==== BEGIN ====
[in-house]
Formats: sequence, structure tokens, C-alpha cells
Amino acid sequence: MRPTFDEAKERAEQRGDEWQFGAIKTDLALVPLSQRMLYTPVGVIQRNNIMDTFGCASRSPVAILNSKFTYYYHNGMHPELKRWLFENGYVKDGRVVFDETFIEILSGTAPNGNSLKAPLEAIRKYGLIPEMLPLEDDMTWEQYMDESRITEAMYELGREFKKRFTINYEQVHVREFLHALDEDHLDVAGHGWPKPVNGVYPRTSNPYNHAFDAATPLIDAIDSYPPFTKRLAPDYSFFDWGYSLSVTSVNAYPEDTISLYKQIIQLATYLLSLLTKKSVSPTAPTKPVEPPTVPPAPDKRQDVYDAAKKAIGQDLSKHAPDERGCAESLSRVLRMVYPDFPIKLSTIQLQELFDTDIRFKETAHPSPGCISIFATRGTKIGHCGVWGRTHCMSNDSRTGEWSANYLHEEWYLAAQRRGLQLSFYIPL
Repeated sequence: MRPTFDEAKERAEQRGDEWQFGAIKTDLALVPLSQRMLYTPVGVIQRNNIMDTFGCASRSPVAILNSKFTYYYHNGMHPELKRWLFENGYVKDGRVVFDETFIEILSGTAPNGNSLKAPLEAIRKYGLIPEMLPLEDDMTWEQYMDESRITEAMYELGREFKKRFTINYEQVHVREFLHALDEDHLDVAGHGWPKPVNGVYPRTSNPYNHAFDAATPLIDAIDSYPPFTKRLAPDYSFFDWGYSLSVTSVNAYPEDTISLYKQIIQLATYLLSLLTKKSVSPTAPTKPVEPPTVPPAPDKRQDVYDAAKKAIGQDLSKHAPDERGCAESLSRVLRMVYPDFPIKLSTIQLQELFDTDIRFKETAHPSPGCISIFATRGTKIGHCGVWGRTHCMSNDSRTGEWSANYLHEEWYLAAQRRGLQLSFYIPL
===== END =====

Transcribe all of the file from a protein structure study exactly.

[in-house]
Formats: sequence, structure tokens, C-alpha cells
Amino acid sequence: MRPTFDEAKERAEQRGDEWQFGAIKTDLALVPLSQRMLYTPVGVIQRNNIMDTFGCASRSPVAILNSKFTYYYHNGMHPELKRWLFENGYVKDGRVVFDETFIEILSGTAPNGNSLKAPLEAIRKYGLIPEMLPLEDDMTWEQYMDESRITEAMYELGREFKKRFTINYEQVHVREFLHALDEDHLDVAGHGWPKPVNGVYPRTSNPYNHAFDAATPLIDAIDSYPPFTKRLAPDYSFFDWGYSLSVTSVNAYPEDTISLYKQIIQLATYLLSLLTKKSVSPTAPTKPVEPPTVPPAPDKRQDVYDAAKKAIGQDLSKHAPDERGCAESLSRVLRMVYPDFPIKLSTIQLQELFDTDIRFKETAHPSPGCISIFATRGTKIGHCGVWGRTHCMSNDSRTGEWSANYLHEEWYLAAQRRGLQLSFYIPL
Repeated sequence: MRPTFDEAKERAEQRGDEWQFGAIKTDLALVPLSQRMLYTPVGVIQRNNIMDTFGCASRSPVAILNSKFTYYYHNGMHPELKRWLFENGYVKDGRVVFDETFIEILSGTAPNGNSLKAPLEAIRKYGLIPEMLPLEDDMTWEQYMDESRITEAMYELGREFKKRFTINYEQVHVREFLHALDEDHLDVAGHGWPKPVNGVYPRTSNPYNHAFDAATPLIDAIDSYPPFTKRLAPDYSFFDWGYSLSVTSVNAYPEDTISLYKQIIQLATYLLSLLTKKSVSPTAPTKPVEPPTVPPAPDKRQDVYDAAKKAIGQDLSKHAPDERGCAESLSRVLRMVYPDFPIKLSTIQLQELFDTDIRFKETAHPSPGCISIFATRGTKIGHCGVWGRTHCMSNDSRTGEWSANYLHEEWYLAAQRRGLQLSFYIPL